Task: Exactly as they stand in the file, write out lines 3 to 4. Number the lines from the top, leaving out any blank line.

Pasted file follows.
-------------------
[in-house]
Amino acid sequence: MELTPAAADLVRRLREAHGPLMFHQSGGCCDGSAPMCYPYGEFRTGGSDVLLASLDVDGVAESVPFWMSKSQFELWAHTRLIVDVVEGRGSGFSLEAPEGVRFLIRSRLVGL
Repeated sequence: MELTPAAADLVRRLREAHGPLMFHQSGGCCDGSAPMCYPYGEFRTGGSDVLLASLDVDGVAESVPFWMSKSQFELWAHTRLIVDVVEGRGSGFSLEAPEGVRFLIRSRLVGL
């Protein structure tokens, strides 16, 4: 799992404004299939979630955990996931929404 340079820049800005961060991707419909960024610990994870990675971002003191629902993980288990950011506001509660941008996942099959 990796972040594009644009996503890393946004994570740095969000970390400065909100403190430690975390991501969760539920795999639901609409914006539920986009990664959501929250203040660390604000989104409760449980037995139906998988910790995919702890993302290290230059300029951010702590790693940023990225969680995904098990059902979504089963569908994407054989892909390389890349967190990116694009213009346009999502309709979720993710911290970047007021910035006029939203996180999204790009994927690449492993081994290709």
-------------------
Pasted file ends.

Repeated sequence: MELTPAAADLVRRLREAHGPLMFHQSGGCCDGSAPMCYPYGEFRTGGSDVLLASLDVDGVAESVPFWMSKSQFELWAHTRLIVDVVEGRGSGFSLEAPEGVRFLIRSRLVGL
């Protein structure tokens, strides 16, 4: 799992404004299939979630955990996931929404 340079820049800005961060991707419909960024610990994870990675971002003191629902993980288990950011506001509660941008996942099959 990796972040594009644009996503890393946004994570740095969000970390400065909100403190430690975390991501969760539920795999639901609409914006539920986009990664959501929250203040660390604000989104409760449980037995139906998988910790995919702890993302290290230059300029951010702590790693940023990225969680995904098990059902979504089963569908994407054989892909390389890349967190990116694009213009346009999502309709979720993710911290970047007021910035006029939203996180999204790009994927690449492993081994290709």